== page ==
The Lucid Dream, Circles, Oxygen Thieves: The Magnet, Liverpool

The Lucid Dream

The Lucid Dream

Psych Fest regulars the Lucid Dream attempt to charm a tough crowd at Magnet, Getintothis’ Jamie Bowman snaps out of a trance to give us the low down.

Blessed with a name so psychedelically perfect, Carlisle four piece The Lucid Dream are familiar faces to Liverpool star gazers.

As the only band to have graced the stage at all three editions of Liverpool Psych Fest, the Dream’s credentials as one of the finest of the UK’s current crop of neo psychers can’t be questioned especially when gigs like this continue to alter minds up and down the country.

Hypnotic and at times trance inducing, the Dream’s latest self-tiled album shows a considerable progression from 2013’s Songs of Lies and Deceit as the Cumbrians continue their appetite for experimentation.

Played live, the songs howl and hurtle around The Magnet’s retro dancefloor like dispossessed phantoms, leaving many of tonight’s crowd cowering in the shadows. Similar to fellow sky scrapers Hookworms, the Lucid Dream seem to have rejected the 60s garage sound so beloved of the likes of Temples and instead looked more to the bleak, storm blown tones of eighties noiseniks like Loop, Jesus and Mary Chain and Spacemen 3.

Crucially, like all these bands, and other obvious influences such as My Bloody Valentine and Sonic Youth, Lucid Dream don’t lose the tunes in among all the swirling noise. Eight minute album opener Mona Lisa swoops and glides upon layer and layer of Neu! like repetition while You and I shows a twangy love of Mary Chain reverb.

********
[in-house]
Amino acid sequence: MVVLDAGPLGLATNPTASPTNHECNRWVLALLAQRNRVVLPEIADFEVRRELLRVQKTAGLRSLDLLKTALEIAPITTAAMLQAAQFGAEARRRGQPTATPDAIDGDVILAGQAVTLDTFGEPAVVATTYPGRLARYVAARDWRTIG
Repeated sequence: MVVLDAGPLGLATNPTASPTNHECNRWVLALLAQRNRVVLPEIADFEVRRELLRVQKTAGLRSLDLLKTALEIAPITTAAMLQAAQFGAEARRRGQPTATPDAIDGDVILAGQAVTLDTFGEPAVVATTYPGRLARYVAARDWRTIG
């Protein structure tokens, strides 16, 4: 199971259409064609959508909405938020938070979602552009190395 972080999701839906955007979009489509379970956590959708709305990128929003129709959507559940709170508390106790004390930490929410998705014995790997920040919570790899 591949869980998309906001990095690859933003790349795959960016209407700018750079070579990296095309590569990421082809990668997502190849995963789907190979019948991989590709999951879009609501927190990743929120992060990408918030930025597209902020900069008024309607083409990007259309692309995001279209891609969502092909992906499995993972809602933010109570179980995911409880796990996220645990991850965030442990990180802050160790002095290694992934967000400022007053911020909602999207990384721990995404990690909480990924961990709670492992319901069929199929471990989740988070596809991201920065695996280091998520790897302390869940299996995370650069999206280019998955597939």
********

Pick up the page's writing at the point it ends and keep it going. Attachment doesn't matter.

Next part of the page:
Driving it all is the apocalyptic drumming of Luke Anderson, whose octopus-like control of the rhythm is a sight to behold, while Wayne Jefferson’s Kevin Shields-esque tinkering with his guitar provokes any number of strange noises.

Even their flirtation with Lee ‘Scratch’ Perry pays dividends with the echoey experimentation of Unchained Dub proving a brave and wholly successful contrast to the Suicide minimalism of tracks like Cold Killer and Moonstruck.

Through it all, the Dream exhibit a nice line in self-belief in front of a tough crowd of increasingly disinterested Coral acolytes. Perhaps it’s a necessary survival tool for any young head growing up in a tough northern town, but it only adds to the impression that is one band you simply must keep an eye on.

Photos by Getintothis’ Martin Saleh




Comments are closed.